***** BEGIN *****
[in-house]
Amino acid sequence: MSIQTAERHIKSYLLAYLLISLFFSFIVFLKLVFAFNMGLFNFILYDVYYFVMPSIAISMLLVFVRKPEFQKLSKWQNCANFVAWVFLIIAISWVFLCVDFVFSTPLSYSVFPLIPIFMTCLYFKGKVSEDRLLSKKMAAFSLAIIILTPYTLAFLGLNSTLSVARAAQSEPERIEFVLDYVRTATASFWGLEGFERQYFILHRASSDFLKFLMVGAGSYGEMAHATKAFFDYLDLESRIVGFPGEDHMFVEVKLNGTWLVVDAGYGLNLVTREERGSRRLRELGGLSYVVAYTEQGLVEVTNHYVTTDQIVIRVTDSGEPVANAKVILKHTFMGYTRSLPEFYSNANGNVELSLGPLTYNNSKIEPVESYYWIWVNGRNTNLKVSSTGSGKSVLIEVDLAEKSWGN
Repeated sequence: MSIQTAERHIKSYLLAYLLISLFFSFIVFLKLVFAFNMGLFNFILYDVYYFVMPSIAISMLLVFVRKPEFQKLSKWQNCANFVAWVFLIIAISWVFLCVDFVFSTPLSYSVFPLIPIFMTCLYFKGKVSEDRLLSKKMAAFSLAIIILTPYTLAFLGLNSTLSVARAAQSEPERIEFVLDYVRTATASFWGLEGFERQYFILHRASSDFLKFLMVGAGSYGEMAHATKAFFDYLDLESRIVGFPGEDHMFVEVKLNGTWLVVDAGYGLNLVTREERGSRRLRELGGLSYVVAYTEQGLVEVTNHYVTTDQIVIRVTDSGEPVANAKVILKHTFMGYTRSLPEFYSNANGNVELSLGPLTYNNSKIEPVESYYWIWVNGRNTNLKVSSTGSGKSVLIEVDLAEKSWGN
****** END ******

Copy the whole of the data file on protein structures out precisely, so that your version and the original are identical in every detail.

[in-house]
Amino acid sequence: MSIQTAERHIKSYLLAYLLISLFFSFIVFLKLVFAFNMGLFNFILYDVYYFVMPSIAISMLLVFVRKPEFQKLSKWQNCANFVAWVFLIIAISWVFLCVDFVFSTPLSYSVFPLIPIFMTCLYFKGKVSEDRLLSKKMAAFSLAIIILTPYTLAFLGLNSTLSVARAAQSEPERIEFVLDYVRTATASFWGLEGFERQYFILHRASSDFLKFLMVGAGSYGEMAHATKAFFDYLDLESRIVGFPGEDHMFVEVKLNGTWLVVDAGYGLNLVTREERGSRRLRELGGLSYVVAYTEQGLVEVTNHYVTTDQIVIRVTDSGEPVANAKVILKHTFMGYTRSLPEFYSNANGNVELSLGPLTYNNSKIEPVESYYWIWVNGRNTNLKVSSTGSGKSVLIEVDLAEKSWGN
Repeated sequence: MSIQTAERHIKSYLLAYLLISLFFSFIVFLKLVFAFNMGLFNFILYDVYYFVMPSIAISMLLVFVRKPEFQKLSKWQNCANFVAWVFLIIAISWVFLCVDFVFSTPLSYSVFPLIPIFMTCLYFKGKVSEDRLLSKKMAAFSLAIIILTPYTLAFLGLNSTLSVARAAQSEPERIEFVLDYVRTATASFWGLEGFERQYFILHRASSDFLKFLMVGAGSYGEMAHATKAFFDYLDLESRIVGFPGEDHMFVEVKLNGTWLVVDAGYGLNLVTREERGSRRLRELGGLSYVVAYTEQGLVEVTNHYVTTDQIVIRVTDSGEPVANAKVILKHTFMGYTRSLPEFYSNANGNVELSLGPLTYNNSKIEPVESYYWIWVNGRNTNLKVSSTGSGKSVLIEVDLAEKSWGN